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Tendered, and it iipplios to all labourers who may work for an employer alTected by the decision. The court may extend an award to a whole competitive field. The law concerning arbitration applies to all employers potentially, but only to such labour organizations as are registered. Registration is voluntarj'. Hence compulsory arbitration in New Zealand depends absolutely on the favourable atti- tude of organized labour towards it. In 1904 there were 2G6 registered unions with a membershi]) of 27,640. In seven years, under the action of the law, fifty-four cases of dispute were settled by boards of conciliation, and 143 by the higher court. (See also CoNCiLiATio.N, Trade Unions, Trade Agree- ments, Strikes, Labour Legislation.)

Hatch, Bulletin of the Unittd States Bureau of Labor, No. 60 (latest complete presentation of laws and facts); Report of the Industrial Commission. 1898-1901, IV, VII, XII, XVII; GiLMAN, Methods of Industrial Peace (1904); Bliss, Encyclo- pedia of Social Reform; Reports of National Civic Federation, and those of Governmental Boards of Arbitration, in Europe and America, contain valuable material.

William J. Kerby.

Arbitration, International. See Intern.*.-


Arbogast (Gaelic Arascach), Saint, has been claimed as a native of Scotland, but this is owing to a misunderstanding of the name Scotia", which until late in the Middle Ages really meant Ireland. He flourished about the middle of the seventh century. Leaving Ireland, as so many other missionaries had done, he settled as a hermit in a German forest, and then proceeded to Alsace, where his real name, Arascach, was changed to Arbogast. This change of name was owing to the difficulty experienced by foreigners in pronouncing Irish Christian names; thus it is that Moengal, Maelmaedhog, Cellach, Gillaisu, Gilla in Coimded, Tuathal, and Arascach were respectively transformed into Marcellus, Mala- chy. Gall, Gelasius, Germanus, Tutilo, and Arbogast. St. Arbogast found a warm friend in King Dago- bert II of Austrasia, who had been educated at Slane, in Meath, in Ireland, and was restored to his kingdom on the demise of King Childeric II. Monstrelet authenticates the story of King Dagobert in Ireland; and the royal exile naturally fled to Slane in order to be under the a?gis of the Ard-Righ (High- King) of Ireland, at Tara. On Dagobert's accession to the throne of Austrasia, Arbogast was appointed Bishop of Strasburg, and was famed for sanctity and miracles. It is related that the Irish saint raised to life Dagobert's son, who had been killed by a fall from his horse. St. Arbogast died in 678, and, at his own special request, was buried on the side of a mountain, where only malefactors were interred. The site of his burial was subsequently deemed suitable for a church. He is commemorated 21 July.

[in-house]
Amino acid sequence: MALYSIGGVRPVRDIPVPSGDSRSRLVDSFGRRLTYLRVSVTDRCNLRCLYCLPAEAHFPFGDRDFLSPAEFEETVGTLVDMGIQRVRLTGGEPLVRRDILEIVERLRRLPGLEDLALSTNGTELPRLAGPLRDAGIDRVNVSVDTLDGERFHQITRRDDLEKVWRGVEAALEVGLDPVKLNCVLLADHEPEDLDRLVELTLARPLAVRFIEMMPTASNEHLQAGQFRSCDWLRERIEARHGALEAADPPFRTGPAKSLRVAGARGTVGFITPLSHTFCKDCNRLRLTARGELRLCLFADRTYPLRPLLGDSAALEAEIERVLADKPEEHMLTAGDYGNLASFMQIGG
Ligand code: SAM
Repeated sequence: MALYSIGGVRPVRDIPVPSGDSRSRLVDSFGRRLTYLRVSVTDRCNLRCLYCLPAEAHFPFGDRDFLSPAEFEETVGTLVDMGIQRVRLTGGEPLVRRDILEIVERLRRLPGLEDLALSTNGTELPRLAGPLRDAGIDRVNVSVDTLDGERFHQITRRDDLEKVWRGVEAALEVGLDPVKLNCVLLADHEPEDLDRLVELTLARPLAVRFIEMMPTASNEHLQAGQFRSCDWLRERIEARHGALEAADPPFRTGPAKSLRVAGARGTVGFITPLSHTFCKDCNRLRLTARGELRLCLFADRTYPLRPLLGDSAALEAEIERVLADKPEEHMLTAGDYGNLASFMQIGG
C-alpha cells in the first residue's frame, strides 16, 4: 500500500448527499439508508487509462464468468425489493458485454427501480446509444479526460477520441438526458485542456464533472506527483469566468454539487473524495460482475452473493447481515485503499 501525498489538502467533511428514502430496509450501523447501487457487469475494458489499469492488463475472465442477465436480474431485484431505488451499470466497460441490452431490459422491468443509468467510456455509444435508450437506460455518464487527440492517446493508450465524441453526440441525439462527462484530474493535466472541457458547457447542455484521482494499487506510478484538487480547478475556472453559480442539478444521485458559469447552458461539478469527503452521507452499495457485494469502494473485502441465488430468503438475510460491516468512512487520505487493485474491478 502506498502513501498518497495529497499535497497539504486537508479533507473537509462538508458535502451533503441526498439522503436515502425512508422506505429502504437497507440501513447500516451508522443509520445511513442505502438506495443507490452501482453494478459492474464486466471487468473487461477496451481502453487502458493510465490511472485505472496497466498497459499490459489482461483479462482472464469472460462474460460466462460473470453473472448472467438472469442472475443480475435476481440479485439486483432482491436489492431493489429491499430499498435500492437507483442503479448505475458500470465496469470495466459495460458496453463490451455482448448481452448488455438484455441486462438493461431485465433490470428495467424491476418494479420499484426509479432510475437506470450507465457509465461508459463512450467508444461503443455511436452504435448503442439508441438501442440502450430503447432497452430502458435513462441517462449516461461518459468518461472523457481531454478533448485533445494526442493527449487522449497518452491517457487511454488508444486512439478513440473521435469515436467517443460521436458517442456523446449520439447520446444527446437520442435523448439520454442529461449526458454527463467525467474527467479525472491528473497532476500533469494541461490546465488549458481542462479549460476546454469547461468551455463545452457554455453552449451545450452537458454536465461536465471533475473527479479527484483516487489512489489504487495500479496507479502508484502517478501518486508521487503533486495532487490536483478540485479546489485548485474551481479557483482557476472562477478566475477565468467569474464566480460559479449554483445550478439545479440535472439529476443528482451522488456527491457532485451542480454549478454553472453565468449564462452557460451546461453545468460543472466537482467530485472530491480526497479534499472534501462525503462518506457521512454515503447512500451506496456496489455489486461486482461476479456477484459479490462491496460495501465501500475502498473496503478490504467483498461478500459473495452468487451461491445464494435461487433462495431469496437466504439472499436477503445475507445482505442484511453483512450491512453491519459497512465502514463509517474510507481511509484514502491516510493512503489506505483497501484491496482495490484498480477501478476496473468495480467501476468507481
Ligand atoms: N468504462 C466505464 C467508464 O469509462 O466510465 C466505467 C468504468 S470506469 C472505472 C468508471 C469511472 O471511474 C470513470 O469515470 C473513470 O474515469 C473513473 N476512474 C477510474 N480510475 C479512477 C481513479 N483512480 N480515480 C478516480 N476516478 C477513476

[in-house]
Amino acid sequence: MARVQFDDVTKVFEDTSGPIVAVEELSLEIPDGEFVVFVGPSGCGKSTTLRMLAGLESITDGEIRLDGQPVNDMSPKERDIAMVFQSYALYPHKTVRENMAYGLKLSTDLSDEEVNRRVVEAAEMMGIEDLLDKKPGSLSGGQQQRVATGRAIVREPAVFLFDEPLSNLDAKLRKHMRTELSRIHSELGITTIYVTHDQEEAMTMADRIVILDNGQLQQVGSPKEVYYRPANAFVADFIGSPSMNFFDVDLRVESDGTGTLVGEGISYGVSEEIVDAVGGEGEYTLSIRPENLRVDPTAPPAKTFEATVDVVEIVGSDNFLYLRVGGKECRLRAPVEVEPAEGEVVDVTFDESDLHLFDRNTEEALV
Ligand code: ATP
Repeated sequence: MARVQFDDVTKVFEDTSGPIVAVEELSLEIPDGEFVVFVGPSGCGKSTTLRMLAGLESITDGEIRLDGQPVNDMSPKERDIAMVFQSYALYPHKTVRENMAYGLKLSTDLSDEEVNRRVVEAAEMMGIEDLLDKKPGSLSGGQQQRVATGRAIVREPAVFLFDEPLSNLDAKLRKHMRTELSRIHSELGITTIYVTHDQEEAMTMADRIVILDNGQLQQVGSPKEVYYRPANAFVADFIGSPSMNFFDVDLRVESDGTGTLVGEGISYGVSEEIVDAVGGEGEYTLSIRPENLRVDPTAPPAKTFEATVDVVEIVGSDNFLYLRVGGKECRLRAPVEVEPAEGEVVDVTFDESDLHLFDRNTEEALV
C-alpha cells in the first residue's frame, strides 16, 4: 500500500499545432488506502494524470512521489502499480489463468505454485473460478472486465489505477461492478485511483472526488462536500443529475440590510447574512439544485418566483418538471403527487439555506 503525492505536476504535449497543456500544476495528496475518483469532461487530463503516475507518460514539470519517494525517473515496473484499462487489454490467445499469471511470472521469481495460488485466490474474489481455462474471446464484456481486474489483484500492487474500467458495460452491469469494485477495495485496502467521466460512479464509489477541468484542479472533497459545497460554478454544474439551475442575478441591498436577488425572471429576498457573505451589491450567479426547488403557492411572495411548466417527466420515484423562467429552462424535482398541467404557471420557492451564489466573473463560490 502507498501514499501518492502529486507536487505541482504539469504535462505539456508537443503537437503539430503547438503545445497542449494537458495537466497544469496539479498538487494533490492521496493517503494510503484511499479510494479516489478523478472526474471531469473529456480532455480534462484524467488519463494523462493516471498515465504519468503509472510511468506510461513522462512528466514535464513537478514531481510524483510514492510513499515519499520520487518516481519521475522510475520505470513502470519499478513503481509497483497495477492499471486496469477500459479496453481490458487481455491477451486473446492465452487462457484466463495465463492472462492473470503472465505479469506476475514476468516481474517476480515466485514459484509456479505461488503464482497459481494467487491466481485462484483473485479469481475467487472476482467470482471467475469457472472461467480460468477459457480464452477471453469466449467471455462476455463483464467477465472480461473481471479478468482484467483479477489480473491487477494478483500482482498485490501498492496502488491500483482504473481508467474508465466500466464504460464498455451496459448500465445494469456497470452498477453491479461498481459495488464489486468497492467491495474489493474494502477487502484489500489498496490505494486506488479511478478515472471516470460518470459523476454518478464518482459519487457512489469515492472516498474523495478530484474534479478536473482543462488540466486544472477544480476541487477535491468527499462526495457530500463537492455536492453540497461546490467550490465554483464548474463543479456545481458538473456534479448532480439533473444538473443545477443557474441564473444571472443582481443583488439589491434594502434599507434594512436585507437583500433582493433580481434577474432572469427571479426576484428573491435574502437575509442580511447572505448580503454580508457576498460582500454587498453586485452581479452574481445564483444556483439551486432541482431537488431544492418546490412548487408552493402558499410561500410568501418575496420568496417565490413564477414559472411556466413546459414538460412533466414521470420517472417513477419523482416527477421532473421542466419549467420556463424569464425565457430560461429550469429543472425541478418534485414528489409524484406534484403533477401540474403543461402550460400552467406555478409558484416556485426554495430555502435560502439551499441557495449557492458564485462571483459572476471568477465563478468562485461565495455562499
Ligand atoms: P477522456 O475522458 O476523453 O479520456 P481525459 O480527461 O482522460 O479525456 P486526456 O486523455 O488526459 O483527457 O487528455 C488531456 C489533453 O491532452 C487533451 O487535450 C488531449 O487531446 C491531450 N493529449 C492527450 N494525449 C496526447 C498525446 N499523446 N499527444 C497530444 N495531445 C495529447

Grattan Flood, Irish Saints; BoscHitJa in Acta SS.

in Romische Quartalschrift (1898), XII, 299-;WS; Analecta Boliand.. XVIII, 195; BiJbl. hagioar. Lat. (1898), 106, 1317; OHanlon, Lives of Irish Saints. VII (21 July); Wattenbai h, Deutschtands Geachichlsquellen. 6th ed.; Granuidier, Hist, de l'{oli»e de Stratbourg (1770), I. 199.

W. H. Grattan Flood.

Arbroath, Abbey of. — This monastery was founded on the east coast of Scotland (1178) by William the Lion, for Benedictines, and was col- onized by monks from Kel-so. The foundation was in honour of St. Thomas of Canterbury, martyred eight years previously, with whom William had been on terina of personal friendship. At his death in 1214 William was buried in the eastern portion, then just finished, of the noble church, which was com- pleted in 12.'?3. It had a choir of three bays and a nave of nine, with side aisles, two transepts, a central and two western towers. The moniustery was richly endowed by William and his successors, and